The method of experimentation that is more characteristic of science than it is of other branches of learning leads to another principal difference, one that is of greatest interest to governments and those who run universities. Science is organised around research activities. These can require considerable numbers of people and lots of money. They also tend to produce a hierarchical structure of organisation. Science is not democratic in its organisational form, but autocratic. Heads of science departments and of research groups in other institutions are expected to direct what is being done by those subordinate to them; in return they are expected to provide the wherewithal to allow the subordinates to get on with their work. The amounts of money needed can be vastly greater than those needed to support the research of people in other branches of learning, and thereby flows much jealousy and anger. From the scientist’s point of view, however, such jealousy is almost irrelevant. He will say (it is usually ‘he’) that if you want good science that is competitive with that done in the best places overseas, you must be prepared to pay for it. That used to be something like a lay-down misère hand. It is no longer the case, as the amount of good research in science that might be done is now much more than governments are prepared to pay for.
Science has to its credit a high valuation for having won wars and having provided one of the bases for modern civilisation. It is hard to argue with the capacity of science to produce ever-more-effective weapons of destruction, and certainly contemporary governments have invested heavily in science as a basis for effective defence. Its contribution to modern civilisation is, however, much more a shared one. Without the linked emergence in the 18th century of the humanistic beliefs that one person’s political values are as important as another’s (which underlies representative democracy) and that one person’s wants are as valid as another’s (which underlies the market economy), public expenditure would be on a small scale, science would still be the preserve of gentleman amateurs, and the scientific profession as we know it today would not exist. The modern technologically-supported nation-state is the consequence of the innovative partnership of politics, economics and science, with none of the partners having the primary role. It is nonetheless true that science is generally given the greater credit not only by scientists themselves but by many of the wider community as well.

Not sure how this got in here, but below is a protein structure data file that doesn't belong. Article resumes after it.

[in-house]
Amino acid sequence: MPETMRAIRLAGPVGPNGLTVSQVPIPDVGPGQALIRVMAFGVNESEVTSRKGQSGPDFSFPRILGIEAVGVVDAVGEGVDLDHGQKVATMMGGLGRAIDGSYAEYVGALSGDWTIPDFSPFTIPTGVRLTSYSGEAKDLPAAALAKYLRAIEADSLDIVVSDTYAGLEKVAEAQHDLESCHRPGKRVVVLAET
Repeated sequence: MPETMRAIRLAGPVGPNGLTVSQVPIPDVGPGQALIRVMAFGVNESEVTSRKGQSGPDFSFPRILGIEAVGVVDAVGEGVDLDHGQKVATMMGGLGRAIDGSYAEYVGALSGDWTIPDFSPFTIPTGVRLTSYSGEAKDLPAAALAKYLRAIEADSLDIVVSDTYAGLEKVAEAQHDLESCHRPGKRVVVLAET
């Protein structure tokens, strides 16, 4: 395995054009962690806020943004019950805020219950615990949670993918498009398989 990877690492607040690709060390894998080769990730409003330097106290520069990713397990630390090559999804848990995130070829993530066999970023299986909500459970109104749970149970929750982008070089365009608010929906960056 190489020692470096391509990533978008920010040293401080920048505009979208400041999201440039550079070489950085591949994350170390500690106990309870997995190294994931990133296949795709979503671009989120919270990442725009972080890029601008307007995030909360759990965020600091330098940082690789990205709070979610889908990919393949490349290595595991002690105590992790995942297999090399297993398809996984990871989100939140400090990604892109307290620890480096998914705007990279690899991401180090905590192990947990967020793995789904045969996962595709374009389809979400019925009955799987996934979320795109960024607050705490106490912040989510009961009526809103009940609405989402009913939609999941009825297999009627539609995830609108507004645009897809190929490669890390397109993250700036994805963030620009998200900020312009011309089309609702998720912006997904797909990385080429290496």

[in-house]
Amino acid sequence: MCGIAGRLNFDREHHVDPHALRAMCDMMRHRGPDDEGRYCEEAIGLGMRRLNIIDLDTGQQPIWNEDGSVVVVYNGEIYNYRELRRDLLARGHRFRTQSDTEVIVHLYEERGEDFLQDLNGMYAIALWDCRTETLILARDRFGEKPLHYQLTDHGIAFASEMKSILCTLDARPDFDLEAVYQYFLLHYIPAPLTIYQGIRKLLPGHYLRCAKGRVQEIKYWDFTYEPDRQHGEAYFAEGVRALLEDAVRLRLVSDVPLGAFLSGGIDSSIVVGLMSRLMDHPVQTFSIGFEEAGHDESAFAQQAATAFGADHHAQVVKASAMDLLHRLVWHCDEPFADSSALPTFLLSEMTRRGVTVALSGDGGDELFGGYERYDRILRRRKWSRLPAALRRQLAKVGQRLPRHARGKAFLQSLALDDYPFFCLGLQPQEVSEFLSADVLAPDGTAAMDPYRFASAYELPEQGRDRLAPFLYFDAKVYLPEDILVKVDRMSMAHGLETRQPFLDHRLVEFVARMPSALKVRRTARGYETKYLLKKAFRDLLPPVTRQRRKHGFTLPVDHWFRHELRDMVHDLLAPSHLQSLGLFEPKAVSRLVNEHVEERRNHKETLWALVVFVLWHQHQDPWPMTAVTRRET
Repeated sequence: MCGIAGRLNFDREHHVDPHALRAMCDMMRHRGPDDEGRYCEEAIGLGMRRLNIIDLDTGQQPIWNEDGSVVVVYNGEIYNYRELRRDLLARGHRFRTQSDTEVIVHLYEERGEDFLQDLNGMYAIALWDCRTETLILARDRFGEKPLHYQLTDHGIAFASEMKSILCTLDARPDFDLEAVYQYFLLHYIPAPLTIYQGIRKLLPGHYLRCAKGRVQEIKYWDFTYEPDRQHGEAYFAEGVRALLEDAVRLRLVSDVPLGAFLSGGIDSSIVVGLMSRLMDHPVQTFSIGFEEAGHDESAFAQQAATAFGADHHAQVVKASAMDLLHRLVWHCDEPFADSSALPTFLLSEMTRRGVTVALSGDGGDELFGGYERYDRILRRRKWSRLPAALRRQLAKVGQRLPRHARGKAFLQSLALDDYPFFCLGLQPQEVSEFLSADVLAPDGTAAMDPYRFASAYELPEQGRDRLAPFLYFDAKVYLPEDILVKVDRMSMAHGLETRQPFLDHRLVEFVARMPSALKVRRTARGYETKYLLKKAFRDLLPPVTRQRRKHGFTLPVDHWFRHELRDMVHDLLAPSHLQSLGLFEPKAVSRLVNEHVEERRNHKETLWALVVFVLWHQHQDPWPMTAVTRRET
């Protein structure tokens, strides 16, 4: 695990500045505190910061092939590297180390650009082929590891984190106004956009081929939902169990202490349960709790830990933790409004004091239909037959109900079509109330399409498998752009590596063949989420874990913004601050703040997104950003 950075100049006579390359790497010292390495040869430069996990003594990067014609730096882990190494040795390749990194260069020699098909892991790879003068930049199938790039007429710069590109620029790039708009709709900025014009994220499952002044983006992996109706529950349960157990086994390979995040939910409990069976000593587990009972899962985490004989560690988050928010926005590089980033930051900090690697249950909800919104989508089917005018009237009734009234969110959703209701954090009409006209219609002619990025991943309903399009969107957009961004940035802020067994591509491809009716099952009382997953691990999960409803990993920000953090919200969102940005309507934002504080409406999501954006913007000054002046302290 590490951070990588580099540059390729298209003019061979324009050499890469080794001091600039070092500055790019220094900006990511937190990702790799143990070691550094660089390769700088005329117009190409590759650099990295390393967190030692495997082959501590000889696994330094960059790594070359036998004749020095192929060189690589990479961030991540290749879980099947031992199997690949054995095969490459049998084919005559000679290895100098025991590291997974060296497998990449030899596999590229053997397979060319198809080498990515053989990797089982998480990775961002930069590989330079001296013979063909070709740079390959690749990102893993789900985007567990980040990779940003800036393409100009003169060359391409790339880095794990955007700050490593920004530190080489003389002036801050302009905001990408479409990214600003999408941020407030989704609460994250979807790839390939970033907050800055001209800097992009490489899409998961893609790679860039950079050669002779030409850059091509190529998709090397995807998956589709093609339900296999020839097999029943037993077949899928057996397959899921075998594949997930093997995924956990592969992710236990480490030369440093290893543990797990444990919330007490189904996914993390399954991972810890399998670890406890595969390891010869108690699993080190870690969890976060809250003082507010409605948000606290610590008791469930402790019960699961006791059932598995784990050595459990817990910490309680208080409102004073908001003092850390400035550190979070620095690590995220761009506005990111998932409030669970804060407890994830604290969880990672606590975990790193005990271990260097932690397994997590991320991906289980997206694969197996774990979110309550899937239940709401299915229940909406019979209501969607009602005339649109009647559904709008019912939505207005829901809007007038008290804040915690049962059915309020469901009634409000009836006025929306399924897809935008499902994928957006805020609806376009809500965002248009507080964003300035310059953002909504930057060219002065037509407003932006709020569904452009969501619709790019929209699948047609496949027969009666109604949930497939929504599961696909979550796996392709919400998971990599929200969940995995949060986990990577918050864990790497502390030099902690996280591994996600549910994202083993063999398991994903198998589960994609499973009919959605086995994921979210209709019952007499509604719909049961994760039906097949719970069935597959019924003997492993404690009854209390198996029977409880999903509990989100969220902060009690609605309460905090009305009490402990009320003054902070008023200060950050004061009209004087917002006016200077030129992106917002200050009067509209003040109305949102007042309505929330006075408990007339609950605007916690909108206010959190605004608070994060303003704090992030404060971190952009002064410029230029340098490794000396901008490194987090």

Finally, science is a belief system. It is not a religion, but it has quasi-religious elements, especially the belief in an ultimate purpose. And of course academics in all fields can hold to their views about things with a quasi-religious belief. Stephen Hawking concludes his A Brief History of Time with the thought that if (but he means ‘when’) science produces a unified theory it should in time be understandable in broad principle by everyone, not just a few scientists. Then we shall all, philosophers, scientists and just ordinary people, be able to take part in the discussion of the question of why it is that we and the universe exist. If we find the answer to that, it would be the ultimate triumph of human reason — for then we would know the mind of God.
The belief in what they do impels many scientists to give up great amounts of their own time to support the interests of their disciplines and of science more generally. In particular they devote much energy and attention, and on a voluntary basis, to recruiting the young and to spreading the message (literally, ‘propaganda’). I have not seen anything like that devotion in the humanities and the social sciences.
In these respects science is quite unlike the social sciences and the humanities, which are sceptical in bent, suspicious of the possibility of general laws, and generally critical rather than collaborative. Those who lead the social sciences and the humanities tend to see science as having an undue influence over government. The reality is that in comparison with themselves natural scientists have far greater belief in the virtue and power of what they do, are accustomed to thinking on a large scale, find it relatively easy to work together, and will generally support each other rather than criticise. If all that is combined with the fact that some scientific research is or could be directly related to some community needs, it is plain that science can be a formidable player in public affairs. It is certainly not as effective as scientists believe it should be, but it is a great deal more effective than the organised social sciences and the humanities. It is likely to remain so.
Paradoxically, the leaders and senior politicians in all Western countries tend to have degrees in law or in the humanities and social sciences. Mrs Thatcher did have a degree in science, in her case chemistry, while Angela Merkel went one better with a doctorate in physical chemistry. I’m sure there will be others, but they are the only two I can think of now.